Upon one occasion, Jesus told a parable in which there was a father who had two sons, and the younger of the sons approached his father to receive his share of the inheritance before his time, and he took it off in a far land, wasted it, and was living in utter misery, upon which he came to himself and returned to his father, begging to be made a servant in his father’s household, but his father took him back as his son saying, “This son of mine was dead, but now he is alive,” and far from holding any consequences or punishment over his head, threw a great feast in celebration of his returning. The elder son, however, refused to take part in the feast, unhappy that his younger brother was being taken back into the household without any account of his wrong-doing being taken. Continue reading “Does Punishment Really Have Anything to Do With Justice?”
“Do not judge. For with the measure with which you measure, it will be measured back to you.”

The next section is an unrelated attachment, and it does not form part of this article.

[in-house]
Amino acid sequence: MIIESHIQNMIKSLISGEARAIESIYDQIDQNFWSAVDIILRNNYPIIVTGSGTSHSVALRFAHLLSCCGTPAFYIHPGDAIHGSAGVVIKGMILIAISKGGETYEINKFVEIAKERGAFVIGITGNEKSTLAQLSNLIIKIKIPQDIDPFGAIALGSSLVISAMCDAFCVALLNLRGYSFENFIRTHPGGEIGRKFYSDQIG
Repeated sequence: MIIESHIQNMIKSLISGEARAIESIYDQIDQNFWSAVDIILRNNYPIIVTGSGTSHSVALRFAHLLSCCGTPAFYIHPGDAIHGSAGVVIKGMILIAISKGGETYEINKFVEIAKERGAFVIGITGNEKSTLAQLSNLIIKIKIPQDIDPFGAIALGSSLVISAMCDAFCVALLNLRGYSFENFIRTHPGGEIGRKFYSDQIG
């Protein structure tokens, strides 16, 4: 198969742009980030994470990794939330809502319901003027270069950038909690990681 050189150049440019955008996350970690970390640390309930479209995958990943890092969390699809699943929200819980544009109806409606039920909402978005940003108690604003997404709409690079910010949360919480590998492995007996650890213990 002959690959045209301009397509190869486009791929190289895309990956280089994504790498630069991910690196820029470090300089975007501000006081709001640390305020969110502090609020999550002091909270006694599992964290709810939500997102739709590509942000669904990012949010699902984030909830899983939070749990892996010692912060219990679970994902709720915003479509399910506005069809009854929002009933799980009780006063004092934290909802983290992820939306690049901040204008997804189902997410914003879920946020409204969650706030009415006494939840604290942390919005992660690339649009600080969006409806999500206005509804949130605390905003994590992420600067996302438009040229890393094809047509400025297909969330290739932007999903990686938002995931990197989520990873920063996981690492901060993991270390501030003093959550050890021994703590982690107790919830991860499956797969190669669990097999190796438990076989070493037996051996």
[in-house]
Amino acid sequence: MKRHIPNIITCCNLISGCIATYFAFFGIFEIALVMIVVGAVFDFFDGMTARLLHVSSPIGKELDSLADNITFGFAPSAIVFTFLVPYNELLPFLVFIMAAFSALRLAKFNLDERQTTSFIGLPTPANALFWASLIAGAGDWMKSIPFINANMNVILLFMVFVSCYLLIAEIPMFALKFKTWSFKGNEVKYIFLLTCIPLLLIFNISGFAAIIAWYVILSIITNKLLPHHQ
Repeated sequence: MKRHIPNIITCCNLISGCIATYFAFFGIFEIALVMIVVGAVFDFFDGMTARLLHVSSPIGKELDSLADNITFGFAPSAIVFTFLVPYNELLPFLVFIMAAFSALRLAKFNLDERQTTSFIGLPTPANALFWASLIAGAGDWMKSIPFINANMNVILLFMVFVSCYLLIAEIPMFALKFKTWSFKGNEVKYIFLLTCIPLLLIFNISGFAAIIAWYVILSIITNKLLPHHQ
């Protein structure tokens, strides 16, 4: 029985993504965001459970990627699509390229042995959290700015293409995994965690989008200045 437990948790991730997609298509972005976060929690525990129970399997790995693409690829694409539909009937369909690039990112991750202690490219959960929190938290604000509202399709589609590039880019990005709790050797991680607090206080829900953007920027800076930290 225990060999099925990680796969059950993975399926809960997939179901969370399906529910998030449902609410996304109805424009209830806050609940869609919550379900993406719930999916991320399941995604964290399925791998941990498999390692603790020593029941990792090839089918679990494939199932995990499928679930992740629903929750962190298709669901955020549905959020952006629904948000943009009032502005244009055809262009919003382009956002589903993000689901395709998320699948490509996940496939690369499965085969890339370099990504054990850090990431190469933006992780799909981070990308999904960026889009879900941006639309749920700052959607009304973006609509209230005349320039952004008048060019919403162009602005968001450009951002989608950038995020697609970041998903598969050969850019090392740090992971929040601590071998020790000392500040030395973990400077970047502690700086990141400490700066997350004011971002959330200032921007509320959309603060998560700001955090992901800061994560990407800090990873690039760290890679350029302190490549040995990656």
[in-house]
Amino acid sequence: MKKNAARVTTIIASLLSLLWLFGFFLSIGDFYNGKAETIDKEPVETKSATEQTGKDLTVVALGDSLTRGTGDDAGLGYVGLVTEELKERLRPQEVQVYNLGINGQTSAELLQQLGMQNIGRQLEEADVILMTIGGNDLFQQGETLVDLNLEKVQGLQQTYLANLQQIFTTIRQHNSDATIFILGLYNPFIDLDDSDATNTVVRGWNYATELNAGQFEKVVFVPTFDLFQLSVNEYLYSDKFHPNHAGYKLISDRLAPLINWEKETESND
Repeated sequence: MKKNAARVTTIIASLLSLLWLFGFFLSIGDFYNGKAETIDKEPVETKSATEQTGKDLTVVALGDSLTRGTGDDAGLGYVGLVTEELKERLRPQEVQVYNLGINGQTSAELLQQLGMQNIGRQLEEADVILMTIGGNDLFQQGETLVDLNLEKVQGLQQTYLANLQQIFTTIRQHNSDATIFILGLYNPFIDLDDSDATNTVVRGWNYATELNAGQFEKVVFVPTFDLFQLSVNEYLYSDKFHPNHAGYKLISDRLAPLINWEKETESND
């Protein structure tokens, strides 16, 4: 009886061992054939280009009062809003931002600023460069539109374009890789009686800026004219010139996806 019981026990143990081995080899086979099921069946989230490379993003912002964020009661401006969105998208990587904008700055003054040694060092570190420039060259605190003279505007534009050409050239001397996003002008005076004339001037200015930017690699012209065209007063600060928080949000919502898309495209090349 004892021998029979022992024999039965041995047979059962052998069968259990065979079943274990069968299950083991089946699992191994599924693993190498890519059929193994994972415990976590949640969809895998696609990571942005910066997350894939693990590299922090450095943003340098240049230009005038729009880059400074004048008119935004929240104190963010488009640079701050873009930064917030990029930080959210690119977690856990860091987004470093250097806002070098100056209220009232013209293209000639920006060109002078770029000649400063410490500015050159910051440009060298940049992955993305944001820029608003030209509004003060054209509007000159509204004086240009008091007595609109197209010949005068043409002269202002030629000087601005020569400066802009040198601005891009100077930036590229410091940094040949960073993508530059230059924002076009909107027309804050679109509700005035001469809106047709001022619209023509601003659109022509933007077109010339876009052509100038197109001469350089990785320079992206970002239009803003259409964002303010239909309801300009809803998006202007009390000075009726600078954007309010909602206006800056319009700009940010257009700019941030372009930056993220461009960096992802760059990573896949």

“If you do not forgive others, neither will your Father who is in Heaven forgive you your sins.”
What if forgiveness is something more, but never less, than the remittance of punishment deserved for wrongs?
What if God will have all His sons and daughters to be perfect as He Himself is perfect, holy because He Himself is holy? Continue reading “Why Those Who Will Not Forgive Cannot Be Forgiven”
God is Love.
The wrath of God is what His Love looks like from the vantage point of evil, of that which would threaten or destroy the beloved. Thus, there is no conflict at all between the wrath of God and the Love of God. God’s wrath demands nothing other than what His love demands. Justice demands the very thing which mercy demands. Indeed, one might say that the wrath of God is the demand and judgment of His Love that His beloved must be rescued, must be kept or re-made good and whole and perfect, the demand and judgment of His Love that all the imperfections and evils which threaten or mar His beloved must be destroyed. Continue reading “The Wrath of the Love of God”